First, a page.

Four Reasons Why Your Next Hire Should Have a Side Hustle
Like so much else today, the hiring process has radically changed. While it remains important for prospective hires, especially those fresh out of school, to demonstrate concrete evidence of job proficiency, applicants also must show innovative thinking, complex problem-solving, and active learning skills.
Employers deem these so-called soft skills must-have competencies for employees by 2025, according to a recent future of jobs report by the World Economic Forum.
It's no wonder. Soft skills are foundational to the kind of innovative work that can give a company a competitive advantage.
But how to find the standouts that will help your company stand out?
Intrapreneurial thinkers can be hard to spot before the interview, especially if they are new to the workforce. Moreover, identifying them can be costly and time-consuming. A 2022 report by the global employment platform Monster.com said hiring managers report a lack of soft skills is usually why a new hire fails. Finding the right fit can add up, averaging $4,100 and 42 days to hire a new employee, the payroll company ADP says.
Many employers continue to rely on a college degree as a proxy for skills such as critical thinking, communication, and innovation (Fuller & Raman, 2022). Casting for more effective ways to measure applicants’ acumen, some hiring managers augment their resume review and use job auditions to de-risk recruiting and hiring (Johnson, 2018). Others use case studies, coding challenges, and gamification of job functions to add rigor early to the interview process.
Instead they might consider this: Look for applicants with a side hustle on their resume.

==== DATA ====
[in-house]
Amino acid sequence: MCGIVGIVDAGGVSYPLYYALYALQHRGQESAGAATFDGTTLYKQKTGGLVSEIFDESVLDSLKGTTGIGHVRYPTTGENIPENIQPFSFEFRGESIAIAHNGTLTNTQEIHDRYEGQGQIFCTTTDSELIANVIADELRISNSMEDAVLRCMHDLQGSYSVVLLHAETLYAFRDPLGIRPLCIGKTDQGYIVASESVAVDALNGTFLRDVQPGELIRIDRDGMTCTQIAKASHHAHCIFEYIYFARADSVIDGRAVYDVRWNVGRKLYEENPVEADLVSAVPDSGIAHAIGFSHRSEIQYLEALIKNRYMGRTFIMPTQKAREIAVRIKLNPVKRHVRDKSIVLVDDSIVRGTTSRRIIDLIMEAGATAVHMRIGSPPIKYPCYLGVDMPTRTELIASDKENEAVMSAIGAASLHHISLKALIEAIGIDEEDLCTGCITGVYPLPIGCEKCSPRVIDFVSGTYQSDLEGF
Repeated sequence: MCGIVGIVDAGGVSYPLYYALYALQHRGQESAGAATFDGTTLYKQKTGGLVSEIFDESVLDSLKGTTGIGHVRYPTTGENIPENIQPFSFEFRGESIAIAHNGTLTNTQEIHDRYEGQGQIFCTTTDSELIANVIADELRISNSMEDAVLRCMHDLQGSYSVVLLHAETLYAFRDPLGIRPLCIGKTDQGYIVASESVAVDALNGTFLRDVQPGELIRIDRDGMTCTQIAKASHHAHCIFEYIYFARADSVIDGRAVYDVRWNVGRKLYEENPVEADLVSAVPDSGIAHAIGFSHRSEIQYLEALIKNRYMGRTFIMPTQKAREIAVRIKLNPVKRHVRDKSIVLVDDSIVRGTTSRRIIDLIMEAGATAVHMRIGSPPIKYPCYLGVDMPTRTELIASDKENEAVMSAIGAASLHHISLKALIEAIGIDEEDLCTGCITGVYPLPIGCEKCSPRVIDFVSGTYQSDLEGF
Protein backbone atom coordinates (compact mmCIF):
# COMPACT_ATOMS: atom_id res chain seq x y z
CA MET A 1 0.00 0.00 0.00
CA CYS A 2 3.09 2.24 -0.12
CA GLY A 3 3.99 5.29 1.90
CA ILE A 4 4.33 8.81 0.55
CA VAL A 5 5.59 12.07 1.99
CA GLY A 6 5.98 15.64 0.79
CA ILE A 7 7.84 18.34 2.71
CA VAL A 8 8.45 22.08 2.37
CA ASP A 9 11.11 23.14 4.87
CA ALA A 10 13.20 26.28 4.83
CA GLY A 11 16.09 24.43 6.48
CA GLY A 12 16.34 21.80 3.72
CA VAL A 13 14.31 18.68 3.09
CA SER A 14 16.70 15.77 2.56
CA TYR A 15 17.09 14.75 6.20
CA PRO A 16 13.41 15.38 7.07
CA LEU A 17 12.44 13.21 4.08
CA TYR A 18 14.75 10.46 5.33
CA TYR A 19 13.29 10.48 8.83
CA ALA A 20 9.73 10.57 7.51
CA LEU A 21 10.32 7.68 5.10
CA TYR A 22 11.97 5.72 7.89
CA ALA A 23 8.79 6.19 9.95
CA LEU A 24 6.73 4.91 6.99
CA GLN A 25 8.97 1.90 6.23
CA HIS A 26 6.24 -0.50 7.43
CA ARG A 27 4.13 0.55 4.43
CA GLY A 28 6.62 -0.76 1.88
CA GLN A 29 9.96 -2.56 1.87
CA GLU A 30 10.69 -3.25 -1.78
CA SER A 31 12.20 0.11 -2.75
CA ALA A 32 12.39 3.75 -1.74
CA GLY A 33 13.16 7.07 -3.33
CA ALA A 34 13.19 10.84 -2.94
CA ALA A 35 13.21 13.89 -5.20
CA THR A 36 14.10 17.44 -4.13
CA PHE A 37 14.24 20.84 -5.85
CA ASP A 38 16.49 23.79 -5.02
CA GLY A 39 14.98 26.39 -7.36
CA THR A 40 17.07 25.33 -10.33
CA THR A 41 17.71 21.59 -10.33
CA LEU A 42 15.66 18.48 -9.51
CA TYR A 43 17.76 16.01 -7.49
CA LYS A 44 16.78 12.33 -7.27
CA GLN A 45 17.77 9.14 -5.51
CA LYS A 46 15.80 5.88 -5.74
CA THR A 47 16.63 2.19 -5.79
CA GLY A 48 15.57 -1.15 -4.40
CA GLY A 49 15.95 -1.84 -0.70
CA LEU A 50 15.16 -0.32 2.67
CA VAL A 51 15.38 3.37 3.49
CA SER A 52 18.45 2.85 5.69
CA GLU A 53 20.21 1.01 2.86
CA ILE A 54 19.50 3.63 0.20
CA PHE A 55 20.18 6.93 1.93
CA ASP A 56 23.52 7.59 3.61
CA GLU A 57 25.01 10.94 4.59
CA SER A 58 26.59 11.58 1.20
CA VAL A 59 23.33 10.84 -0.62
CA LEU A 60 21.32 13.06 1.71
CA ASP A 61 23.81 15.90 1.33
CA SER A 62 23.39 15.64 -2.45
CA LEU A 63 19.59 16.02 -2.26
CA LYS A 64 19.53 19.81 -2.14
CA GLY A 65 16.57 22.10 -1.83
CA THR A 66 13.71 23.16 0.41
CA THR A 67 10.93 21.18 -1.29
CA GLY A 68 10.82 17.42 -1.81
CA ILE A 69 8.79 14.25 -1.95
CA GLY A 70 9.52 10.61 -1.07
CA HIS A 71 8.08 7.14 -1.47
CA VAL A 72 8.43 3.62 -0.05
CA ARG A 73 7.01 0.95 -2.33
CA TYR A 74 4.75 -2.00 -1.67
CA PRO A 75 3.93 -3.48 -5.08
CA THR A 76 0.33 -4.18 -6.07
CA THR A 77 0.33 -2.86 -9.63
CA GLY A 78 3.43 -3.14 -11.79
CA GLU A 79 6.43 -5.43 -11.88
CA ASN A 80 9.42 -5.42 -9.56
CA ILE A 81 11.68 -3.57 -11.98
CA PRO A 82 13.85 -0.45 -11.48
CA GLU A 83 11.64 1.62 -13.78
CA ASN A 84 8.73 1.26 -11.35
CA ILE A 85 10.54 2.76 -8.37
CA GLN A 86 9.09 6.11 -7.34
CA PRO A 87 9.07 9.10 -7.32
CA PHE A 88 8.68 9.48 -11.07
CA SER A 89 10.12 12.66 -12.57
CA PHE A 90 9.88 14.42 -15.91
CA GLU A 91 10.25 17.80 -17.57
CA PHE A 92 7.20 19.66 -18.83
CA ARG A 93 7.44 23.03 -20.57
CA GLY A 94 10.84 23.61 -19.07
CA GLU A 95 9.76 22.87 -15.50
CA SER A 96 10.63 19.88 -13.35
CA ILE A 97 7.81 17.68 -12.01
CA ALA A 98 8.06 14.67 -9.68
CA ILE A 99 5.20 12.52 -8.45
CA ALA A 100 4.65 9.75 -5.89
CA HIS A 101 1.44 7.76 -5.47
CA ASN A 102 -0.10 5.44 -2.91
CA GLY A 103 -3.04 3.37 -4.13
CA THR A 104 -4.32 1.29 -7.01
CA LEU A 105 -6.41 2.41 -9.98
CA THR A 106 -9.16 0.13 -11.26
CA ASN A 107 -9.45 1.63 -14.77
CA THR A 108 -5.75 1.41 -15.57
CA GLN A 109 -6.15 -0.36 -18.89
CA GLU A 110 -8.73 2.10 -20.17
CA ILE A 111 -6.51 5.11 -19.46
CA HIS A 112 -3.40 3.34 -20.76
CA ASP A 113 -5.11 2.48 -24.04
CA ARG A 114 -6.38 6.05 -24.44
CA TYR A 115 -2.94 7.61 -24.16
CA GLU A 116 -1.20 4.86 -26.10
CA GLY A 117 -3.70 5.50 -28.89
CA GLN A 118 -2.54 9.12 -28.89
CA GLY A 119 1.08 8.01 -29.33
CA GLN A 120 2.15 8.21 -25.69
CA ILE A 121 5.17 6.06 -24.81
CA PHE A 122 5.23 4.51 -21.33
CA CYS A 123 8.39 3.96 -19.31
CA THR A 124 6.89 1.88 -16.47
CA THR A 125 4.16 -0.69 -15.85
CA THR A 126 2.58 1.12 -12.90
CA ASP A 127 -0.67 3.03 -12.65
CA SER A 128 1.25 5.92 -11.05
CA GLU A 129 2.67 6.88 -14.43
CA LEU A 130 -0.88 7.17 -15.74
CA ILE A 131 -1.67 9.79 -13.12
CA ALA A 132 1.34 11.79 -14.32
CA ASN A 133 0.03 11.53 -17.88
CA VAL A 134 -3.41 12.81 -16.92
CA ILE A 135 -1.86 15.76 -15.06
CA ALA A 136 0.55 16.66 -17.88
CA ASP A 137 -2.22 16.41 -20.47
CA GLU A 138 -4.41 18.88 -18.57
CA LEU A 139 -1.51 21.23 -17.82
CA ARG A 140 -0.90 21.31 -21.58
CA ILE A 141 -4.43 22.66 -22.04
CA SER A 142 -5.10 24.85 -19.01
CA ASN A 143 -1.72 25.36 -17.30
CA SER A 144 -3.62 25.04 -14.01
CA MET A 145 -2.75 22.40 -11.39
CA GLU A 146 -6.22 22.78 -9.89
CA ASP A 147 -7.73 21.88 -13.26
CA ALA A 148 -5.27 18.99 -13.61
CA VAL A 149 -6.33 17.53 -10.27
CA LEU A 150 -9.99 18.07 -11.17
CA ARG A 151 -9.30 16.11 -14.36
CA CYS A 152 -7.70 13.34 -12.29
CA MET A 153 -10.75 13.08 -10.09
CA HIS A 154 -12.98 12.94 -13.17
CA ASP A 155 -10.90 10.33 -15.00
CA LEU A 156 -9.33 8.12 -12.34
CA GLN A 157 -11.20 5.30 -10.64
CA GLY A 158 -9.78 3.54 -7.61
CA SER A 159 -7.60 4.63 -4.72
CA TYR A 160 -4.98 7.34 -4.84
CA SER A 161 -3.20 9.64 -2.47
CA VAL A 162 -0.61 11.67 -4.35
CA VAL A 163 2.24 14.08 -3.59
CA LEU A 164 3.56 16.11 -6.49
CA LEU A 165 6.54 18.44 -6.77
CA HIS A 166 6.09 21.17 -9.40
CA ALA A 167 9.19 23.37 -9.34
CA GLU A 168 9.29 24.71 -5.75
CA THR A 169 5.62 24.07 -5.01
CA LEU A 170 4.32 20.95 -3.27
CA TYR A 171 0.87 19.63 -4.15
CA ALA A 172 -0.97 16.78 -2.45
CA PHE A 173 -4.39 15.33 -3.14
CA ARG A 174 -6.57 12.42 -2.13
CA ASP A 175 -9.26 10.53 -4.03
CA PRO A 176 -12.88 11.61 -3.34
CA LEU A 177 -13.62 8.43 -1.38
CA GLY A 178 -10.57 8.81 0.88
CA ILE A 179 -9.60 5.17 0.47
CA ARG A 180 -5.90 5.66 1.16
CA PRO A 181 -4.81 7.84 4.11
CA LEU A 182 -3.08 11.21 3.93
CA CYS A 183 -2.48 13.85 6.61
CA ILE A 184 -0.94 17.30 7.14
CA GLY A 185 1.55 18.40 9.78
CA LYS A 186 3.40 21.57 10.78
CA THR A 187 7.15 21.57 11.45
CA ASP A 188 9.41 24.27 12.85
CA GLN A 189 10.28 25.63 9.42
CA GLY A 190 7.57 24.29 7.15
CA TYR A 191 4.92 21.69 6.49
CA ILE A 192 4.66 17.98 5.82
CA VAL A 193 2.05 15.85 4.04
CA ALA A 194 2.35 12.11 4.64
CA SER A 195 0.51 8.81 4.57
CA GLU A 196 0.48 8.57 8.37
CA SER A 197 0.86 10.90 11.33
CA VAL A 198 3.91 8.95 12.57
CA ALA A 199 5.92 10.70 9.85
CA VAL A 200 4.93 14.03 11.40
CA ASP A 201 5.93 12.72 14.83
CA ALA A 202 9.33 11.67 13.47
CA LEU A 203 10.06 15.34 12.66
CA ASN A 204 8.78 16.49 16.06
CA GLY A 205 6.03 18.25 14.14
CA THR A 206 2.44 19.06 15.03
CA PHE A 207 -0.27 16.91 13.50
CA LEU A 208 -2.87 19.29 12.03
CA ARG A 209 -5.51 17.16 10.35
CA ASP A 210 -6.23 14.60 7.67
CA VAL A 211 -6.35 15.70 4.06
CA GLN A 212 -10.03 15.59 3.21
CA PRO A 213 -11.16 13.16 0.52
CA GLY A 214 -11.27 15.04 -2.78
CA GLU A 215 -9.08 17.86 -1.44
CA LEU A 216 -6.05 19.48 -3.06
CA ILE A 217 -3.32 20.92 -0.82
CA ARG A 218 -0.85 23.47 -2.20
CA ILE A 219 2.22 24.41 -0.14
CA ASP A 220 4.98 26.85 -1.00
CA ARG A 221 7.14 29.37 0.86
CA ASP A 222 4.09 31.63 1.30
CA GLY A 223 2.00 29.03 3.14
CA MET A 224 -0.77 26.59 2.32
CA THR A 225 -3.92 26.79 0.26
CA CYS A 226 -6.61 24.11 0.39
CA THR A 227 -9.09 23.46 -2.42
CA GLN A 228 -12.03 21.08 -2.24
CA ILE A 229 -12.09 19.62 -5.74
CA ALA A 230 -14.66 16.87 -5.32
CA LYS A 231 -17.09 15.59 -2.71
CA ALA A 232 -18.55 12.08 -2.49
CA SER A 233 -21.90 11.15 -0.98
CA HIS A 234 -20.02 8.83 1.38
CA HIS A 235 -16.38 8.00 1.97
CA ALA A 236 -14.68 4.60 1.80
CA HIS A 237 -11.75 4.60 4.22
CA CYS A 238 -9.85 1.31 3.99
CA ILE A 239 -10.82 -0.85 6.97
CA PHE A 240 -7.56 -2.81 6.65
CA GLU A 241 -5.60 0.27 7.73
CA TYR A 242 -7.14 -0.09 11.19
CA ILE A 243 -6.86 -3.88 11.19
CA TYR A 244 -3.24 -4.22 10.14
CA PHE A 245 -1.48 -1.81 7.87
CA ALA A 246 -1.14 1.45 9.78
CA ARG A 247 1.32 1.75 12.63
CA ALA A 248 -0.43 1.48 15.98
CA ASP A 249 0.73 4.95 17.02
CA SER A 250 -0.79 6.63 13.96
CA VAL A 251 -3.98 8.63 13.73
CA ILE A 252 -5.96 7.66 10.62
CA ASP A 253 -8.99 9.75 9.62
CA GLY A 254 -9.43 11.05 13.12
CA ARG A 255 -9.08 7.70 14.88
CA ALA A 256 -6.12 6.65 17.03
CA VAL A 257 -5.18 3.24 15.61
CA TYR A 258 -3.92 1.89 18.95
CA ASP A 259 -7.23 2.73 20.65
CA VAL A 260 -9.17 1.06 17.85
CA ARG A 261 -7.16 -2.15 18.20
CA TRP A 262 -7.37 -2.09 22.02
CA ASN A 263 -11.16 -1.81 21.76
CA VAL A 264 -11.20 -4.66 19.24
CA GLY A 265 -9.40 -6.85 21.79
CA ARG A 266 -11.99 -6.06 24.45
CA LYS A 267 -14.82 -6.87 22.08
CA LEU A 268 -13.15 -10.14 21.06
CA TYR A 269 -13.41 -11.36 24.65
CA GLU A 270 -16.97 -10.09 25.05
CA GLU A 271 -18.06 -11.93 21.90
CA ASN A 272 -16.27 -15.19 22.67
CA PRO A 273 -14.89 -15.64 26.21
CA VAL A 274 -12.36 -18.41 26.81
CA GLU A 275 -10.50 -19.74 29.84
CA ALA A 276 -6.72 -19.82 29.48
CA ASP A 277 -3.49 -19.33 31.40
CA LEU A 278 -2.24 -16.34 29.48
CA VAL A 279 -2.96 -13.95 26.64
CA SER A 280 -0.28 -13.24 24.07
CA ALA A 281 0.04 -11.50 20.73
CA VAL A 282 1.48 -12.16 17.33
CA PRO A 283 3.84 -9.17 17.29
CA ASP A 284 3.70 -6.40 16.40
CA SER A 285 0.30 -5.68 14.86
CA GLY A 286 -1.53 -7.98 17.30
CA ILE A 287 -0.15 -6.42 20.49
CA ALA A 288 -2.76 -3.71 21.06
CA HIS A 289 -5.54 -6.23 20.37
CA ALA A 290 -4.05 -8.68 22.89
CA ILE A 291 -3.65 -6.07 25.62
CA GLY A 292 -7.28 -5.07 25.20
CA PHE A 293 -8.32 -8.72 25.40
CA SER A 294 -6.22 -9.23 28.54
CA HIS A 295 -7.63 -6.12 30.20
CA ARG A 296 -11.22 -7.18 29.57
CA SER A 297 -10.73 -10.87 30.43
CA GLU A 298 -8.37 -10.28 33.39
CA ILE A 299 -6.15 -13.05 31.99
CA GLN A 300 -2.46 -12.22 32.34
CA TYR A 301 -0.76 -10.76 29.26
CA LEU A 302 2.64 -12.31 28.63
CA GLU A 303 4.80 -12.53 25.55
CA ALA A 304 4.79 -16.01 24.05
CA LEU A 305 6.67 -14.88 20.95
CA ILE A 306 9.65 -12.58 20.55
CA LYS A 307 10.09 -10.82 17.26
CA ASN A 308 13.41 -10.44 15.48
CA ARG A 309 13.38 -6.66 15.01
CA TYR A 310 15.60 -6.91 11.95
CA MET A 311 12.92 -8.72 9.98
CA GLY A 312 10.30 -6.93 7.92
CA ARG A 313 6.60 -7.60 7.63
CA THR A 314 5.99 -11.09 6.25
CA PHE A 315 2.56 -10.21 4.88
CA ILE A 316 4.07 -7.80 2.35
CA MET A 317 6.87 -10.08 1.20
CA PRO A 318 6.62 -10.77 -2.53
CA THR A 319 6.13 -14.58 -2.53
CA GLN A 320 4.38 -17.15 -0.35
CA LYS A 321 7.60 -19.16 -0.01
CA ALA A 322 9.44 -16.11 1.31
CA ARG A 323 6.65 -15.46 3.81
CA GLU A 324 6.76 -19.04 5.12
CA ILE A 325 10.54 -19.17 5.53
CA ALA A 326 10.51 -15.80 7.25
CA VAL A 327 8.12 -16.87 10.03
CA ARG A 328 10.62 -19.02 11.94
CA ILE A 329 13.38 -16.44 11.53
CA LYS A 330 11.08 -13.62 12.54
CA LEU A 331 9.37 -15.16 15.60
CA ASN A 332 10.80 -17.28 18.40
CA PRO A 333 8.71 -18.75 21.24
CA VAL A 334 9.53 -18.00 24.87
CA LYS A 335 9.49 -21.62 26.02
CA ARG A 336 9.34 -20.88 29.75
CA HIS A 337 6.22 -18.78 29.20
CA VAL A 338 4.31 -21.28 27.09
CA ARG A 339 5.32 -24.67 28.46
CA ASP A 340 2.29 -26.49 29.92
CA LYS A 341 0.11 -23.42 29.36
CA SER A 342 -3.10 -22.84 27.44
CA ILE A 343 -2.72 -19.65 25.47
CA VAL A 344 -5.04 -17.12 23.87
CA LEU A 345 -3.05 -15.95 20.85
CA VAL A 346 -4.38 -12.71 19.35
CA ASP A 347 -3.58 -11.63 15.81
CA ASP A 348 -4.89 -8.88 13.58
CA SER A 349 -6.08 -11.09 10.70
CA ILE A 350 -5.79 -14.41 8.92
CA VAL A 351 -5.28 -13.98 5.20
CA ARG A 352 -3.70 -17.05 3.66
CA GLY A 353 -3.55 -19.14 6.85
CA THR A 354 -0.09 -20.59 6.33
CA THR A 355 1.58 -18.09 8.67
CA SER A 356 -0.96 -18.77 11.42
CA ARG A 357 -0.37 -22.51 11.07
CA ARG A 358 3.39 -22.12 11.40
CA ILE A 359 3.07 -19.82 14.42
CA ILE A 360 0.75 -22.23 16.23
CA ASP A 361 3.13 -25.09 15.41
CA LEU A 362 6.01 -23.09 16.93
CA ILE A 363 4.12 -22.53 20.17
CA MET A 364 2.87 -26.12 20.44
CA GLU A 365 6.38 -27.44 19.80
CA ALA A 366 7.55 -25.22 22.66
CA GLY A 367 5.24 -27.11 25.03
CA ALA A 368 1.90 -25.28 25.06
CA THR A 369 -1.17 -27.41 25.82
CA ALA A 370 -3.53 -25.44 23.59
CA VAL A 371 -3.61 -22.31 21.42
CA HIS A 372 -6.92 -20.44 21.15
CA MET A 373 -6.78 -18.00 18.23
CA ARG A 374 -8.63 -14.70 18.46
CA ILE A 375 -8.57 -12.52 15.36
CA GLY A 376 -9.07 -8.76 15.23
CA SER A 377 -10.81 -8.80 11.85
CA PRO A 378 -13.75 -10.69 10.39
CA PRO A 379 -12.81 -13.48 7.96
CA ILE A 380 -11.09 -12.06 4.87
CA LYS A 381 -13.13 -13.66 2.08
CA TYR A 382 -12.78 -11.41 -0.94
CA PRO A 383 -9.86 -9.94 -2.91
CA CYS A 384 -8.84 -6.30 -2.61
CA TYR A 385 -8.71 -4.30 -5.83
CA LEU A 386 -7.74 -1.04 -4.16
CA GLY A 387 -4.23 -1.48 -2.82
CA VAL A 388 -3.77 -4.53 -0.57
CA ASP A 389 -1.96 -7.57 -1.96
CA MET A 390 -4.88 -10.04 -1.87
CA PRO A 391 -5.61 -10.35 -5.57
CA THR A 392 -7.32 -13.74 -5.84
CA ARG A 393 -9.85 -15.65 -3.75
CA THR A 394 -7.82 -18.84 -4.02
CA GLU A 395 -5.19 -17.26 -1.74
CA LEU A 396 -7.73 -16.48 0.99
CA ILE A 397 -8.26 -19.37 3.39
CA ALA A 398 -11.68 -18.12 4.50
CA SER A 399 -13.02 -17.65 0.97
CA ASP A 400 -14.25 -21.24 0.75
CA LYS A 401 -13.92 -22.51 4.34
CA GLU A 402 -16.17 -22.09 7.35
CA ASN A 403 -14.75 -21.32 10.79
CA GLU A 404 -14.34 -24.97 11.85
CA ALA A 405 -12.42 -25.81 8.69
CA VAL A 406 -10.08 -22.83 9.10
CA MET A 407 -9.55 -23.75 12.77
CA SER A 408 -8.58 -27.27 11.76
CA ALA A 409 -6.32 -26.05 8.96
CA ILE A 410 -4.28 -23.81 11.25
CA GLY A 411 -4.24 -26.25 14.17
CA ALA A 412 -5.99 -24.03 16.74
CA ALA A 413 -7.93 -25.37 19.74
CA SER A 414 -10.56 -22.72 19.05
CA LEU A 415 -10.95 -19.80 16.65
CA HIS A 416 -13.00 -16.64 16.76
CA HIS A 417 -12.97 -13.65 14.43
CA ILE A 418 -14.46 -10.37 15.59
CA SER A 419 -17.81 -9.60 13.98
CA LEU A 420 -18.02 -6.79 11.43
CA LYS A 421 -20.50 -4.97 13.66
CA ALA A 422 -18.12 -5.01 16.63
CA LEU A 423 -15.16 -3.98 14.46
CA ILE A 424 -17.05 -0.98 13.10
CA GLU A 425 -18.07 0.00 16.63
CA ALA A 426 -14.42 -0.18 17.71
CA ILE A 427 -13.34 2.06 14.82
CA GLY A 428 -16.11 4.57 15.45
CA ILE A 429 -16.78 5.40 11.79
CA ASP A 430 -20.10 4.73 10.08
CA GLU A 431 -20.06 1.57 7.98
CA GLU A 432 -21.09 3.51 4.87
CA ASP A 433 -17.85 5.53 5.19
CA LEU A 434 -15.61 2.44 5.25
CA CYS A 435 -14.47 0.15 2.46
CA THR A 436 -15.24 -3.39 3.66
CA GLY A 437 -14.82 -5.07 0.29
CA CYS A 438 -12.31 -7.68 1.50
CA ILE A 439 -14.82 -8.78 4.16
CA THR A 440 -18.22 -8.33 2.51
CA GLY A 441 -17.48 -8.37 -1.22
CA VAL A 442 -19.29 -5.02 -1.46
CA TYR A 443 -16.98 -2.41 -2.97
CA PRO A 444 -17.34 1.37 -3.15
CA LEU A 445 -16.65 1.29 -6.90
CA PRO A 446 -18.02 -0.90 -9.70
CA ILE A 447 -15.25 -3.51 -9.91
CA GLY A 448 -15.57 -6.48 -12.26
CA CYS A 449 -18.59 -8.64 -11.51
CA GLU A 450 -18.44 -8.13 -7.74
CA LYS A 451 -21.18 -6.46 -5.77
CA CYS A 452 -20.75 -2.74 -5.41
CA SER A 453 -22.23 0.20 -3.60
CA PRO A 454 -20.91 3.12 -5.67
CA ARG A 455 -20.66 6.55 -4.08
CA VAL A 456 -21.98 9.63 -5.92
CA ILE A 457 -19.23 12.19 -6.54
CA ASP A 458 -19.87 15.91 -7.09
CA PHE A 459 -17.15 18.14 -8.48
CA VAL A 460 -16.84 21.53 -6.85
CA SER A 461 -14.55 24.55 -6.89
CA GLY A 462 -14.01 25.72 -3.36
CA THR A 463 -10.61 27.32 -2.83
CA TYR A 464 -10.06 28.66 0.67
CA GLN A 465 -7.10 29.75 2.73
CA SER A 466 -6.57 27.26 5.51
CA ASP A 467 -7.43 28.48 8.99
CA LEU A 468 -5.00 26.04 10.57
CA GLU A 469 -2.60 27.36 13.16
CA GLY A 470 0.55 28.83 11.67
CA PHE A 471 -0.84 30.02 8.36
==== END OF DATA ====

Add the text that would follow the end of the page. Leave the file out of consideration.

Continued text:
A side hustle, particularly one done during college, creates a desirable skill set that employers can leverage, because student side hustlers develop the kinds of entrepreneurial skills and characteristics that today’s employers are looking for. And, rather than an end game of working for themselves, student side hustlers often want to become intrapreneurs -- adding value, innovating, and creating something better, as part of something bigger. As intrapreneurs, they’re looking for more than a paycheck (Krippendorff, Fortune 9-2-2021). Here at the University of Rhode Island, we have seen the impact that student side hustles can have on students and on the businesses that hire them. Like all valuable pursuits, innovation and entrepreneurship require practical experience (Neck & Greene, 2011).
As part of our Introduction to Innovation and Entrepreneurship class, students start and run a side hustle business on KANU, a peer-to-peer campus marketplace platform. They solve real problems for real people. We call it a stimulation, not a simulation (Forster-Holt, 2021), and it was chosen by an international audience of our peers for the top prize in experiential learning at USASBE. This long-running project has produced hundreds of side hustles, and as we have seen, it develops four critical skills, discussed below.
Student side hustlers have grit